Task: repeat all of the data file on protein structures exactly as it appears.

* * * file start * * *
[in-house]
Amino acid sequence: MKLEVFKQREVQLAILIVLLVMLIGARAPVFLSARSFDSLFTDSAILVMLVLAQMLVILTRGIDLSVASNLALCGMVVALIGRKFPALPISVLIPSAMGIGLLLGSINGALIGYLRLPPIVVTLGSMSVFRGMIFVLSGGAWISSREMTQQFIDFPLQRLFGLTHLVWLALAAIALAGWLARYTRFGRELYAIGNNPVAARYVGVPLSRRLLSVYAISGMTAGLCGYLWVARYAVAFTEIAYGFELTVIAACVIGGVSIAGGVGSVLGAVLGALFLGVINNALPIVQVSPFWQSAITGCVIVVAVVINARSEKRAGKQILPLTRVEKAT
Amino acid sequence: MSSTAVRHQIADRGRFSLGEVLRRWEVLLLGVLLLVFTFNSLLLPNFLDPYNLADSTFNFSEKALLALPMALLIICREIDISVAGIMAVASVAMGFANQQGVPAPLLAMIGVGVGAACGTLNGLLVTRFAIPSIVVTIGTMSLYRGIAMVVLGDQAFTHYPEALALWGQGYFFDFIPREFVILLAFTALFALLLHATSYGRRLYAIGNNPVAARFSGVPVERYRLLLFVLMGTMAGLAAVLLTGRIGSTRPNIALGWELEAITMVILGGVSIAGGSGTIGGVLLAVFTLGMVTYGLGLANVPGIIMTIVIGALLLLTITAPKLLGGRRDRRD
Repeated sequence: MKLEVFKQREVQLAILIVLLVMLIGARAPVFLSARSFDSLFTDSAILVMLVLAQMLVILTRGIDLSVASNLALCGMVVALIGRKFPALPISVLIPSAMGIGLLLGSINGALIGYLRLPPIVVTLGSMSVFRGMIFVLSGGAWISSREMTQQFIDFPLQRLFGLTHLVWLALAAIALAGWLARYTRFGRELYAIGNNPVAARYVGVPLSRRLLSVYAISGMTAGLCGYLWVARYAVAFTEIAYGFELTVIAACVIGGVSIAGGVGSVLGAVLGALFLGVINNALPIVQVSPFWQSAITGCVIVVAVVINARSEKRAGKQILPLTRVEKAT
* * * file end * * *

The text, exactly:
[in-house]
Amino acid sequence: MKLEVFKQREVQLAILIVLLVMLIGARAPVFLSARSFDSLFTDSAILVMLVLAQMLVILTRGIDLSVASNLALCGMVVALIGRKFPALPISVLIPSAMGIGLLLGSINGALIGYLRLPPIVVTLGSMSVFRGMIFVLSGGAWISSREMTQQFIDFPLQRLFGLTHLVWLALAAIALAGWLARYTRFGRELYAIGNNPVAARYVGVPLSRRLLSVYAISGMTAGLCGYLWVARYAVAFTEIAYGFELTVIAACVIGGVSIAGGVGSVLGAVLGALFLGVINNALPIVQVSPFWQSAITGCVIVVAVVINARSEKRAGKQILPLTRVEKAT
Amino acid sequence: MSSTAVRHQIADRGRFSLGEVLRRWEVLLLGVLLLVFTFNSLLLPNFLDPYNLADSTFNFSEKALLALPMALLIICREIDISVAGIMAVASVAMGFANQQGVPAPLLAMIGVGVGAACGTLNGLLVTRFAIPSIVVTIGTMSLYRGIAMVVLGDQAFTHYPEALALWGQGYFFDFIPREFVILLAFTALFALLLHATSYGRRLYAIGNNPVAARFSGVPVERYRLLLFVLMGTMAGLAAVLLTGRIGSTRPNIALGWELEAITMVILGGVSIAGGSGTIGGVLLAVFTLGMVTYGLGLANVPGIIMTIVIGALLLLTITAPKLLGGRRDRRD
Repeated sequence: MKLEVFKQREVQLAILIVLLVMLIGARAPVFLSARSFDSLFTDSAILVMLVLAQMLVILTRGIDLSVASNLALCGMVVALIGRKFPALPISVLIPSAMGIGLLLGSINGALIGYLRLPPIVVTLGSMSVFRGMIFVLSGGAWISSREMTQQFIDFPLQRLFGLTHLVWLALAAIALAGWLARYTRFGRELYAIGNNPVAARYVGVPLSRRLLSVYAISGMTAGLCGYLWVARYAVAFTEIAYGFELTVIAACVIGGVSIAGGVGSVLGAVLGALFLGVINNALPIVQVSPFWQSAITGCVIVVAVVINARSEKRAGKQILPLTRVEKAT